Click HERE to join my team for the 2016 Boston Brain Tumor Ride!
Yesterday I went to Dana Farber for my latest MRI scan. During the weeks leading up to the scan I was incredibly nervous. I have spent the past 3 months studying for the MCAT and preparing to apply for medical school. I have started re-imagining my future after a year of only being able to focus on treatment. As the scan approached, a whole array of scenarios played through my head. What if the scan showed further growth? Was all the time I have spent to regain my strength and continue forward with my life for naught? Will I have to start treatment again? There were no limits to where my imagination would take me because living with a giant question mark in your head naturally creates a lot of unknowns. Over the past 3 months I have been working hard to get back on my feet. Every now and then I would experience significant fatigue or long stretches of nauseating headaches. I would think to myself, are these symptoms of the tumor in my head, or simply a cold? So as I tried to lay still in the noisy cylinder of the MRI machine, all of these questions…these potential scenarios…continued to play out in my head.
I waited in the exam room for Dr. Wen with my mom, thinking that the longer we waited, the more time he was spending looking at the MRI scans, and surely that couldn’t be good. I prepared myself for how I would react if we received bad news, but ten minutes later, Dr. Wen walked in, and said, “The scans look good!” Suddenly I felt all of the weight I had built up fade away. Dr. Wen showed us a comparison of the scans from yesterday and three months ago. Not only has there been no further growth, but the tumor may have shrunk a little due to the lasting effects of the radiation treatment. Oddly, this was not one of the scenarios I prepared for, so I sat there happily surprised and a little speechless. Everything is stable, which is what we were hoping for!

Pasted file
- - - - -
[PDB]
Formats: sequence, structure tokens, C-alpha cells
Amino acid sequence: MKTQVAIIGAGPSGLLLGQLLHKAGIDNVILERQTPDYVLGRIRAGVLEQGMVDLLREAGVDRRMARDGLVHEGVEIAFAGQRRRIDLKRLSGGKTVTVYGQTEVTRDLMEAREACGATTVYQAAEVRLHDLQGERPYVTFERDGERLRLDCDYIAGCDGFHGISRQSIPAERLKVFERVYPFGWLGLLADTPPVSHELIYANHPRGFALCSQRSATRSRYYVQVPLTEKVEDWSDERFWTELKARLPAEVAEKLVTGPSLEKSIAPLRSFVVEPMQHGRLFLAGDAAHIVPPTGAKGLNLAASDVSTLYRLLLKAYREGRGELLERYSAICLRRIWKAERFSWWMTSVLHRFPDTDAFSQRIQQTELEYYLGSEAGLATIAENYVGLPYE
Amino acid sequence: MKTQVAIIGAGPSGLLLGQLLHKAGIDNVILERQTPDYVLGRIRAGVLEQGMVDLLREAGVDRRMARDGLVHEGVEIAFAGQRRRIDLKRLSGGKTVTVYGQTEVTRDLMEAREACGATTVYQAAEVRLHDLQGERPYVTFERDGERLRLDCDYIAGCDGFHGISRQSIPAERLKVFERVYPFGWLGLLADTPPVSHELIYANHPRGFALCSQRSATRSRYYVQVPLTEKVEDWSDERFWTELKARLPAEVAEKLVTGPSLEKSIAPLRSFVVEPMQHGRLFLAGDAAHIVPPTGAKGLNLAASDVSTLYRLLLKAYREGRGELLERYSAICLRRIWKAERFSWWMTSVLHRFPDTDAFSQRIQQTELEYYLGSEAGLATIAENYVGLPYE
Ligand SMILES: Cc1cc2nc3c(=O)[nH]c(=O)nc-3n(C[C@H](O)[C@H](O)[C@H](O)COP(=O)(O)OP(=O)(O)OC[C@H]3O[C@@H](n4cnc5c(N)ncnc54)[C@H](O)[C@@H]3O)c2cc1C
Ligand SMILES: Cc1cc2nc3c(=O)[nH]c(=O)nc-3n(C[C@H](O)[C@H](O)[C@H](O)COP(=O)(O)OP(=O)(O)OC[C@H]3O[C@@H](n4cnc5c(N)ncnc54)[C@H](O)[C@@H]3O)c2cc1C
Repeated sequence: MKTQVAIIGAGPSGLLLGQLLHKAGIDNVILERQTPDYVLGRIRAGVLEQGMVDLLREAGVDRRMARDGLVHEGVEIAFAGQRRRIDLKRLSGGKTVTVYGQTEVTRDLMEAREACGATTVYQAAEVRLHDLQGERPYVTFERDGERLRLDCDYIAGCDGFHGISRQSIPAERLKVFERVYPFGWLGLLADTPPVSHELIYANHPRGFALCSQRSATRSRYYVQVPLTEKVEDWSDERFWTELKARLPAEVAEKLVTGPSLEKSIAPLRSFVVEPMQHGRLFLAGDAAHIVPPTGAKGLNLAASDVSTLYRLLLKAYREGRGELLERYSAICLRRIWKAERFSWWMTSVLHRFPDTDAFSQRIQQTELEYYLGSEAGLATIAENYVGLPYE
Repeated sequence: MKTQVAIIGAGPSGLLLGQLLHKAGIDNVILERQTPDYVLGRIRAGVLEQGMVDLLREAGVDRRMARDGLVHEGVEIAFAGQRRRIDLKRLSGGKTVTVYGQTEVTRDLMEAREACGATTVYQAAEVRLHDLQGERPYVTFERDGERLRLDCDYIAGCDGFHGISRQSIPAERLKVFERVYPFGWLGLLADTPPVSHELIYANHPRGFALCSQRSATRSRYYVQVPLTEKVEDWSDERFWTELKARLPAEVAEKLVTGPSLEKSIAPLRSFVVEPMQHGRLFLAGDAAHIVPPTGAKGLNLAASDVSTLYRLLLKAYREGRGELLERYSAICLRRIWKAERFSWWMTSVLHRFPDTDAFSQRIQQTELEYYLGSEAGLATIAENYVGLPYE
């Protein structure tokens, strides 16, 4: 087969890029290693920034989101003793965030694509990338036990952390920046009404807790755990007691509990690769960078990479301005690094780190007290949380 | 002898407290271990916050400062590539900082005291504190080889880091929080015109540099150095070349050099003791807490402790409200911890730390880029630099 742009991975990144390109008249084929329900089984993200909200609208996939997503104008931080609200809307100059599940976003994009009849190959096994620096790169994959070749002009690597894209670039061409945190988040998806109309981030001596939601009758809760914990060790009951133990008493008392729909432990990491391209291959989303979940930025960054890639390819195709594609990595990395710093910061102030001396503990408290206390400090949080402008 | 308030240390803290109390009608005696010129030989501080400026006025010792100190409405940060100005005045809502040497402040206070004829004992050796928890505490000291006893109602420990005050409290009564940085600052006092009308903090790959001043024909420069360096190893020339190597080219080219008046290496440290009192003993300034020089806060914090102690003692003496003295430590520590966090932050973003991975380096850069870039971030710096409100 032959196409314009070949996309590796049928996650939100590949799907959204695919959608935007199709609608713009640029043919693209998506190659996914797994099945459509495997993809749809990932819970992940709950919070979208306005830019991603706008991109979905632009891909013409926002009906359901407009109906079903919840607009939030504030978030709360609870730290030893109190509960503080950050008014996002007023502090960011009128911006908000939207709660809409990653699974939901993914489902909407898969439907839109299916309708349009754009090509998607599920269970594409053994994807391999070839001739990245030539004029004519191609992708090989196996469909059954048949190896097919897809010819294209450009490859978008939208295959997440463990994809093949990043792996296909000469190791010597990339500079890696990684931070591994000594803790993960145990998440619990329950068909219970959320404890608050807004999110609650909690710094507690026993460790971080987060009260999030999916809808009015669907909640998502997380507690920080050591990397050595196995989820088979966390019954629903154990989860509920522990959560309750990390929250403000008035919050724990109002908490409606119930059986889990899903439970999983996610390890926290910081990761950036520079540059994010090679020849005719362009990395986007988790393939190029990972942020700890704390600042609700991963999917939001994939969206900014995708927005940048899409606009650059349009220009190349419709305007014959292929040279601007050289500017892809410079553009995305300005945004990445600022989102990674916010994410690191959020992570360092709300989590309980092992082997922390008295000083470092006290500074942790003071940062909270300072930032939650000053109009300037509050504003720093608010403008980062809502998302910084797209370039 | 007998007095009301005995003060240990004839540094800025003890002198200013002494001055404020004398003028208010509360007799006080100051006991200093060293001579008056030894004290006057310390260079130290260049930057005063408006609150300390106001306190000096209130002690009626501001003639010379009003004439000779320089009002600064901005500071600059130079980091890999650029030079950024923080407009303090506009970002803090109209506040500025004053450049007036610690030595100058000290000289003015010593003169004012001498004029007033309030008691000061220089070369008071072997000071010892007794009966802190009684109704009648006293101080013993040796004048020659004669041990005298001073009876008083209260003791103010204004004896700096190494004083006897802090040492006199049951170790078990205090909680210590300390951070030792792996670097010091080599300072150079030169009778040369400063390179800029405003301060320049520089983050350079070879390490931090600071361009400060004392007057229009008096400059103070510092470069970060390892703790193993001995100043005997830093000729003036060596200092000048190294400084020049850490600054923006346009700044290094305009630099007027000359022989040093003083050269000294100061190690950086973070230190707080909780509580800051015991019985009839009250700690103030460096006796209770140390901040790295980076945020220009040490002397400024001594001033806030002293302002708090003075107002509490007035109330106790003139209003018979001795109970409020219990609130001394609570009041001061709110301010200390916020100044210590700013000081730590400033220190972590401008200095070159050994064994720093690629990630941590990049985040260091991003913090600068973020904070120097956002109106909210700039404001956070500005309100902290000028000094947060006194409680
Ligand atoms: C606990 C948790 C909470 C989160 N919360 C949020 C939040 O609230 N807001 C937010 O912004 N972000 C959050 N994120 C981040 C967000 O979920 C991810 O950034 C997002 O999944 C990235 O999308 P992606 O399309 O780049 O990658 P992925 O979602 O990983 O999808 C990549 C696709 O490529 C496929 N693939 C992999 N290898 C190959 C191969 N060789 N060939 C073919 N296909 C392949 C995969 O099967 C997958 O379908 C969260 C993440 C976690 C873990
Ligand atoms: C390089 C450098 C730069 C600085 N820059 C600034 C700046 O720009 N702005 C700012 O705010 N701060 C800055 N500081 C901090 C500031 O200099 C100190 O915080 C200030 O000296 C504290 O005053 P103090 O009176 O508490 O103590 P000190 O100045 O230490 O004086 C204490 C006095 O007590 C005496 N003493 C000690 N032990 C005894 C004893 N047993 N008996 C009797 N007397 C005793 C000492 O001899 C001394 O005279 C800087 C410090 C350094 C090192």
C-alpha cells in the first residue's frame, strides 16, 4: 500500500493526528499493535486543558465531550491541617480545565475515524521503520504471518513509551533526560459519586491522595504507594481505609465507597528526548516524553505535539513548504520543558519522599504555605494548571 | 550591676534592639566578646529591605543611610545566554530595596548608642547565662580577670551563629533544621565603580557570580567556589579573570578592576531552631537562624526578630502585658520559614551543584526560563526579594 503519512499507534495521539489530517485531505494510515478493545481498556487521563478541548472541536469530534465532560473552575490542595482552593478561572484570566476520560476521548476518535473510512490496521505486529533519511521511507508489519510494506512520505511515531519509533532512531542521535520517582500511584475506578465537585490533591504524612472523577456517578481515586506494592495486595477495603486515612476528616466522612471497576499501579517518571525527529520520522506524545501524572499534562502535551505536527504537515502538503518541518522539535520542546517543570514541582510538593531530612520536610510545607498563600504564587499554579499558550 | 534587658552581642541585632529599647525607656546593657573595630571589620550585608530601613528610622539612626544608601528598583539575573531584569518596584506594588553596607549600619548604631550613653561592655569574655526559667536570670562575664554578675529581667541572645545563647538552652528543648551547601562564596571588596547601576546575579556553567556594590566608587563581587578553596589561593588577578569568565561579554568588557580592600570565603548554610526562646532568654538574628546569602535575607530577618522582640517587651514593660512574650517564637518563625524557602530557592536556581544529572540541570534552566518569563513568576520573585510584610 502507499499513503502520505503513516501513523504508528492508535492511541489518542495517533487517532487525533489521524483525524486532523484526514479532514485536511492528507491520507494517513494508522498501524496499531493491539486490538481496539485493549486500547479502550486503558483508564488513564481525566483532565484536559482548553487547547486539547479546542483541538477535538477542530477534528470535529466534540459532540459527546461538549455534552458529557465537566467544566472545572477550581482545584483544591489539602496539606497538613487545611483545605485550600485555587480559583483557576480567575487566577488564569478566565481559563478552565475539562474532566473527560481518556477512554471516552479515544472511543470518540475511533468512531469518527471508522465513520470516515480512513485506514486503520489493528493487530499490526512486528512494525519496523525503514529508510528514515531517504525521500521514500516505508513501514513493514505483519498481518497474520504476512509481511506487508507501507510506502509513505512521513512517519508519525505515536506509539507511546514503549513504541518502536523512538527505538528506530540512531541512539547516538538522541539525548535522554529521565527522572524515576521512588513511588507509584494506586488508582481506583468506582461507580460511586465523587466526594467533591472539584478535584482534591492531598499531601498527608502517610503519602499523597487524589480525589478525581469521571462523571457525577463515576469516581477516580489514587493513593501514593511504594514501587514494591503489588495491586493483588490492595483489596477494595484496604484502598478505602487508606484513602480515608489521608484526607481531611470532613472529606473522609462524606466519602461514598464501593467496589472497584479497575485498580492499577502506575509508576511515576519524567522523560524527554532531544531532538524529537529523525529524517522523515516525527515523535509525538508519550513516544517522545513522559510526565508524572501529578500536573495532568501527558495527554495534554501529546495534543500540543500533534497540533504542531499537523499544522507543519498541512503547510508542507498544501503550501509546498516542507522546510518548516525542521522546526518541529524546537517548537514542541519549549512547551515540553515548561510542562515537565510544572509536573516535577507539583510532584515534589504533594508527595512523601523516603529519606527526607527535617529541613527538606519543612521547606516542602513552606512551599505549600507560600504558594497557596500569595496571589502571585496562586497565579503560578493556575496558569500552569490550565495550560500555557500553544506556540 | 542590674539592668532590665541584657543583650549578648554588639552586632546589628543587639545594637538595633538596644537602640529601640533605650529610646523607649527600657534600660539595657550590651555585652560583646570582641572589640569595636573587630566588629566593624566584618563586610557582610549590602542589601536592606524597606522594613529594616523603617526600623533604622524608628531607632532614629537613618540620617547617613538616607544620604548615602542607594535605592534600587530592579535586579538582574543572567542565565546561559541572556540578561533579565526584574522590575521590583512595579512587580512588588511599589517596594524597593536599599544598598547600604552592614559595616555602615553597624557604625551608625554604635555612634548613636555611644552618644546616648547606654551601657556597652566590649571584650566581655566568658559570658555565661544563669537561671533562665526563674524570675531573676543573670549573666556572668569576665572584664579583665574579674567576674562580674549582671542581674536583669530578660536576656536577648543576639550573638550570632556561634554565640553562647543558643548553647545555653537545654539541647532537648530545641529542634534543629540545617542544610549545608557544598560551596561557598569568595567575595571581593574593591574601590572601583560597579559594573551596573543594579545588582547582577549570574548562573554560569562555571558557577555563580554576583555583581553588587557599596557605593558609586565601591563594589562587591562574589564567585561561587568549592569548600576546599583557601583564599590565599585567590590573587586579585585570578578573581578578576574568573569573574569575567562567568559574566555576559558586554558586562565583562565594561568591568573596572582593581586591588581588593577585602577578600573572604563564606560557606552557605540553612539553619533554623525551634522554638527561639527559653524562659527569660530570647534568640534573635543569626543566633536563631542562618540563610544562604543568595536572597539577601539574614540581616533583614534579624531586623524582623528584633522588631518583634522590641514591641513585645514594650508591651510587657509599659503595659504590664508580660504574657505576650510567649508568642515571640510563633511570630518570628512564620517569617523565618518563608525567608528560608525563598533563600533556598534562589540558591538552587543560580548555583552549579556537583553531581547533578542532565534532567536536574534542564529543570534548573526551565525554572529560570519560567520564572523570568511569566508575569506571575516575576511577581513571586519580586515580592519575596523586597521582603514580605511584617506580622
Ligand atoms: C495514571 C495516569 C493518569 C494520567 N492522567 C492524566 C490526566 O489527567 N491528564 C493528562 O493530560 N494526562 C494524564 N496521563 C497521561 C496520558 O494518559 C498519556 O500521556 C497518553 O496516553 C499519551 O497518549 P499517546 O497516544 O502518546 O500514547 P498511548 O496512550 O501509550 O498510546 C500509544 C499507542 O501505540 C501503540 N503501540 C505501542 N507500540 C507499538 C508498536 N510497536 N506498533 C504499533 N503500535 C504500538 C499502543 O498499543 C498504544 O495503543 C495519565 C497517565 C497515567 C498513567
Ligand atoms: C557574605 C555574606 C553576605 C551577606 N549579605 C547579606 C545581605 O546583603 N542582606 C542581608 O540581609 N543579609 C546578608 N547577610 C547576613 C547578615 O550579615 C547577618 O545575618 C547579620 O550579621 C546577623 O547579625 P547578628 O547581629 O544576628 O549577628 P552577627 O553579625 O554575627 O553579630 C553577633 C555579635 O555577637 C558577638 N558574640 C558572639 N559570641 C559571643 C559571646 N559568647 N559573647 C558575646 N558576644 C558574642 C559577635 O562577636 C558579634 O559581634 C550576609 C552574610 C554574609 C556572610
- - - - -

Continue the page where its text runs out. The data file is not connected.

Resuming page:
I knew that it wasn’t healthy nor productive to let my mind drift into scenarios of what may happen every 3 months I get a scan. I had to put some boundaries to my uncertainty in order to better manage my expectations. I needed some more information. To do this, I had to ask Dr. Wen a question I pretty much knew the answer to, but had put off asking until now. This is what I asked him: “Dr. Wen, I know there is no crystal ball, but given your experience is it fair to expect that the tumor can continue to remain dormant permanently, or is it likely it will come back again?” Part of me expected Dr. Wen to pull the usual doctor trick of sidetracking away from a question like this, but instead he decided to answer me honestly (…one of the many reasons why I trust him and think he is an exceptional doctor). He responded that more often than not, these types of tumors come back. It wouldn’t be any time in the immediate future, but since there is no way to get rid of every cancer cell, at some point, those cells will start growing again. There is no way though to know how long that will be. He also stressed that there are many new treatments coming down the pipeline that will hopefully be ready to use by the time I would need it.
One of those treatments is already undergoing clinical trials, and targets IDH mutations (…which are commonly found in glioma brain tumors). About a year ago, I had my original tumor tissue genetically sequenced as part of a larger research study at Dana Farber. The researchers found that while I don’t have the IDH1 mutation, I do have a mutation for IDH2. This type of mutation pattern is uncommon in gliomas (<2% of cases), but has been found more often in my class of tumor, oligodendrogliomas. Despite having an incredibly rare tumor, the trials being conducted may at some point lead to a treatment for me. It is this prospect of new treatments that gives me some reassurance to keep moving forward, and why funding and support for brain tumor research is so critical.